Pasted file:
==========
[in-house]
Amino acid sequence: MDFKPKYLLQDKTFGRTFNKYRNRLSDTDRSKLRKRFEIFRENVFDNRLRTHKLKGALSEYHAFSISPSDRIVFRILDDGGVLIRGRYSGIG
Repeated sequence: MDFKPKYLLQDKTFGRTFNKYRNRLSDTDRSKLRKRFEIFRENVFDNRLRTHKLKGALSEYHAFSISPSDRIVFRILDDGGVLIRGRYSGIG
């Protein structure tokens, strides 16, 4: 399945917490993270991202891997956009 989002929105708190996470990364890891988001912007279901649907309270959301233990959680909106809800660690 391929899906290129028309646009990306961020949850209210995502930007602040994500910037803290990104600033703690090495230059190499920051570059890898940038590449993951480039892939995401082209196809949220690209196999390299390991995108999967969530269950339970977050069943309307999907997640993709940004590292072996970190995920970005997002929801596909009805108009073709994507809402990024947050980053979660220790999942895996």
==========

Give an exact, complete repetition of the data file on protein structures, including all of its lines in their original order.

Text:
[in-house]
Amino acid sequence: MDFKPKYLLQDKTFGRTFNKYRNRLSDTDRSKLRKRFEIFRENVFDNRLRTHKLKGALSEYHAFSISPSDRIVFRILDDGGVLIRGRYSGIG
Repeated sequence: MDFKPKYLLQDKTFGRTFNKYRNRLSDTDRSKLRKRFEIFRENVFDNRLRTHKLKGALSEYHAFSISPSDRIVFRILDDGGVLIRGRYSGIG
């Protein structure tokens, strides 16, 4: 399945917490993270991202891997956009 989002929105708190996470990364890891988001912007279901649907309270959301233990959680909106809800660690 391929899906290129028309646009990306961020949850209210995502930007602040994500910037803290990104600033703690090495230059190499920051570059890898940038590449993951480039892939995401082209196809949220690209196999390299390991995108999967969530269950339970977050069943309307999907997640993709940004590292072996970190995920970005997002929801596909009805108009073709994507809402990024947050980053979660220790999942895996």